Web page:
By Dan Kidder
Based upon feedback from users, Beretta has made several improvements to their .380 semi-auto Pico.
In our previous review back in March, we noted that the Pico had issues feeding certain standard .380 ammo unless the internal non-captive recoil spring was removed. This issue has been eliminated and we were able to fire a wide variety of .380 ammo without removing the spring.
The upgraded Pico also has a slightly lighter trigger pull to improve accuracy and the slide has been reworked for easier charging and operation.
In addition to these modifications, the same thin design and modular serialized chassis system allow the gun to be accessorized with various polymer frames in different colors or to be swapped out with a LaserMax frame with a built in laser for rapid target acquisition. The laser activation switch is directly under the thumb when gripped in a two-handed configuration or easily pressed with the trigger finger if shooting one-handed. Because the serial number is on the internal assembly, the entire lower frame can be easily swapped out.
Besides those modifications, the same strengths of the Pico remain. The gun is very small. At just over ¾ of an inch wide and only 5 ¼ inches long, it vanishes when concealed. The weight is minimal as well at only 11.5 ounces with an empty magazine. This makes this little guy easy to carry and conceal.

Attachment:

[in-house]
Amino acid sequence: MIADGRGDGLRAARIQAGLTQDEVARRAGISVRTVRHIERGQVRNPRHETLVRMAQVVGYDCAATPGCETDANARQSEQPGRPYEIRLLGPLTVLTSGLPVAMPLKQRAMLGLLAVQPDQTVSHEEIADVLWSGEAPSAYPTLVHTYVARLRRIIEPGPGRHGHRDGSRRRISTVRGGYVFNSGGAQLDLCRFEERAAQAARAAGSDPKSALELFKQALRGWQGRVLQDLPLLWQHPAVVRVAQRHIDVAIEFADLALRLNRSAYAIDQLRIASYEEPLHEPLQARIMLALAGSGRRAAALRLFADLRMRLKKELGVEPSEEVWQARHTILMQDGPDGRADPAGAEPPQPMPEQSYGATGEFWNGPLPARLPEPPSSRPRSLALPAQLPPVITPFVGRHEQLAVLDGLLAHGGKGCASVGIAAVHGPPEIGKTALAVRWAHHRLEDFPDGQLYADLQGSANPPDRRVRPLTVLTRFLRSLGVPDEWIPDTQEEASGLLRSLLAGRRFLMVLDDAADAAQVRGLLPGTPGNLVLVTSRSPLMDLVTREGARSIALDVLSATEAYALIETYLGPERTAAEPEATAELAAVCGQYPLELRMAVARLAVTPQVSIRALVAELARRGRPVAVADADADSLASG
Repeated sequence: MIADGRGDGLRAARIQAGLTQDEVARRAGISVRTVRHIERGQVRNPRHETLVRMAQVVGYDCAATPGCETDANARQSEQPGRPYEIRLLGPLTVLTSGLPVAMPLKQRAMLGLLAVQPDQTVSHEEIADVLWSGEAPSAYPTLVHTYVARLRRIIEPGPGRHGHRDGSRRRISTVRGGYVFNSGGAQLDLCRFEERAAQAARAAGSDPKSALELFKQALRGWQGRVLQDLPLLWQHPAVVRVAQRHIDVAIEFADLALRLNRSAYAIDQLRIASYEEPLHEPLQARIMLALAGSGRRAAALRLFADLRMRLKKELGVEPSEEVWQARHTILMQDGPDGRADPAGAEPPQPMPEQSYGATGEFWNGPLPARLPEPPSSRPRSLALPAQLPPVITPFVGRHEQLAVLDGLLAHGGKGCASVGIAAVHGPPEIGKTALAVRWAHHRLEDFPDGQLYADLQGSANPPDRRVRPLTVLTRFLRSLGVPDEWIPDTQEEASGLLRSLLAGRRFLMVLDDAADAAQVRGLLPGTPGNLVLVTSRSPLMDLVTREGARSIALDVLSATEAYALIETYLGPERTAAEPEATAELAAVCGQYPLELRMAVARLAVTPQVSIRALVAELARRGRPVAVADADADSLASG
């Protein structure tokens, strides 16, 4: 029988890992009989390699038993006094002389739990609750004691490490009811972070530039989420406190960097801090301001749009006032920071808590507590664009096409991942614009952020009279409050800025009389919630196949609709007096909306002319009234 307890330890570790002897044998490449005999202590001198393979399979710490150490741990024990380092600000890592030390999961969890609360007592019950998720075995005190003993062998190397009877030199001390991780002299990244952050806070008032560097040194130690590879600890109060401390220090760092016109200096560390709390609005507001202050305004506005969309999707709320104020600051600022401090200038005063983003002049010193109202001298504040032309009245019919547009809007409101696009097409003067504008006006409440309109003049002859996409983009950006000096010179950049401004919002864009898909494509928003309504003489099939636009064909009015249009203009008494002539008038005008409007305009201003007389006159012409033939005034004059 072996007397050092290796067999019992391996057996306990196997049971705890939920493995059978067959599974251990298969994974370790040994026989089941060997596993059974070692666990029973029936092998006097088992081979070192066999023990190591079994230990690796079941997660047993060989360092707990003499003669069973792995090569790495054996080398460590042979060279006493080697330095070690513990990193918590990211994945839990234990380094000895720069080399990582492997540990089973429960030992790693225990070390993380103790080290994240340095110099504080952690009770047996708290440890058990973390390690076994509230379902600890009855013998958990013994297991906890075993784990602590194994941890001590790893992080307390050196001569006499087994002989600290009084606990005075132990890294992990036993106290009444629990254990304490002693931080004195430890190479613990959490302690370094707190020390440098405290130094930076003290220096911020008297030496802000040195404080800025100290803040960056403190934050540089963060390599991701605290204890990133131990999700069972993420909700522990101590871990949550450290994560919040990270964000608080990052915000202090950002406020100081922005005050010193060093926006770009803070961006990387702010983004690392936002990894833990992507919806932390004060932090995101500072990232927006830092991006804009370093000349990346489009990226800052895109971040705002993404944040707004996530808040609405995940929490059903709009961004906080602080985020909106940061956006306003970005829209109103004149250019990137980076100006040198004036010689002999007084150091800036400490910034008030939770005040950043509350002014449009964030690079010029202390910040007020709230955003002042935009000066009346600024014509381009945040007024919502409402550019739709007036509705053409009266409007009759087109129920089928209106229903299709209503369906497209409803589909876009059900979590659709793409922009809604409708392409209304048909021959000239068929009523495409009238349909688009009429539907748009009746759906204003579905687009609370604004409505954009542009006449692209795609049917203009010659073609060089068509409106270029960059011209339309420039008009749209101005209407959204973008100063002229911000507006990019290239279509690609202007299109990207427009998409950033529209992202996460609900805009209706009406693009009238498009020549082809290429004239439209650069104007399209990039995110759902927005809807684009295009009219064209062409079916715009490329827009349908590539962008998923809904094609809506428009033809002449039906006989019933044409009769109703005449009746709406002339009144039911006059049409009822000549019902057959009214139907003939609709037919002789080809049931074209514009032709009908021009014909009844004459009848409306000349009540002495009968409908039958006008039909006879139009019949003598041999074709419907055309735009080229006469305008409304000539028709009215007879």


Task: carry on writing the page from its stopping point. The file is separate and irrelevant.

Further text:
The Pico comes with two magazines, a flush fit that adds nothing to the 4-inch high grip and a finger extension version that adds about an inch of gripping surface. Both magazines hold six rounds.
Because the Pico uses a tilt barrel, it helps minimize felt recoil over other small .380s with fixed barrels. It also means the slide doesn’t have to travel as far to the rear to eject spent casings.
The gun shot amazingly well for such a little package. The sights on the gun are real sights, not a channel cut into the frame. These white dot sights give the shooter a quick sight picture and make target acquisition and follow-up shots faster.
All of the controls, and there aren’t many, are accessible for those with diminutive paws. The slide lock lever is slick and the magazine release is easily accessible. Other than those two controls, the Pico has no external safety, de-cocking lever or any other accouterments to confuse or snag; a clean simple design.
The true double-action mechanism requires no cocking to fire, so it is an ideal gun for practicing dry-fire, though snap caps are strongly suggested to prevent damage to the lightweight firing pin. The semi-exposed internal hammer stays flat when not in use and only travels rearward when you pull the trigger. It is recessed within the frame, so no danger of accidentally dropping it on the hammer and causing an unintended discharge.
The inclination is that this is a ladies gun, but there are plenty of men with small hands and many women who like the beefy feel of a larger framed weapon, so this gun will be enjoyed by users of both genders.